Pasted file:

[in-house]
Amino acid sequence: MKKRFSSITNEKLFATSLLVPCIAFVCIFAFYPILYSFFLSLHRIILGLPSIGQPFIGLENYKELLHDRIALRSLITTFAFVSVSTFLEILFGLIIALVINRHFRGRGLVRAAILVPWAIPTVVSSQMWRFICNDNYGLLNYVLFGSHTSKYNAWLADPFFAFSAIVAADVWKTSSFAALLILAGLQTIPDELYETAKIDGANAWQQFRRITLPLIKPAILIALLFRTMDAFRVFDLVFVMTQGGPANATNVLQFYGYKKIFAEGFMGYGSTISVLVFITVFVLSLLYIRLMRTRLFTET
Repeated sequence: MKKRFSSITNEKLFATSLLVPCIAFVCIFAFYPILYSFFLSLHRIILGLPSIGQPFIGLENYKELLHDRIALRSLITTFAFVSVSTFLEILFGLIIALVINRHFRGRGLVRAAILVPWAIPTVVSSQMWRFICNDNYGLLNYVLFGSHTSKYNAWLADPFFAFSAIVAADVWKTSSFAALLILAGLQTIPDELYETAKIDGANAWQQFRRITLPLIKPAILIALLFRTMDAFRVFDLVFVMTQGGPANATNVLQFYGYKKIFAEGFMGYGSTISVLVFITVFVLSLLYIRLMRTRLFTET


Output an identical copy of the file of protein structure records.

[in-house]
Amino acid sequence: MKKRFSSITNEKLFATSLLVPCIAFVCIFAFYPILYSFFLSLHRIILGLPSIGQPFIGLENYKELLHDRIALRSLITTFAFVSVSTFLEILFGLIIALVINRHFRGRGLVRAAILVPWAIPTVVSSQMWRFICNDNYGLLNYVLFGSHTSKYNAWLADPFFAFSAIVAADVWKTSSFAALLILAGLQTIPDELYETAKIDGANAWQQFRRITLPLIKPAILIALLFRTMDAFRVFDLVFVMTQGGPANATNVLQFYGYKKIFAEGFMGYGSTISVLVFITVFVLSLLYIRLMRTRLFTET
Repeated sequence: MKKRFSSITNEKLFATSLLVPCIAFVCIFAFYPILYSFFLSLHRIILGLPSIGQPFIGLENYKELLHDRIALRSLITTFAFVSVSTFLEILFGLIIALVINRHFRGRGLVRAAILVPWAIPTVVSSQMWRFICNDNYGLLNYVLFGSHTSKYNAWLADPFFAFSAIVAADVWKTSSFAALLILAGLQTIPDELYETAKIDGANAWQQFRRITLPLIKPAILIALLFRTMDAFRVFDLVFVMTQGGPANATNVLQFYGYKKIFAEGFMGYGSTISVLVFITVFVLSLLYIRLMRTRLFTET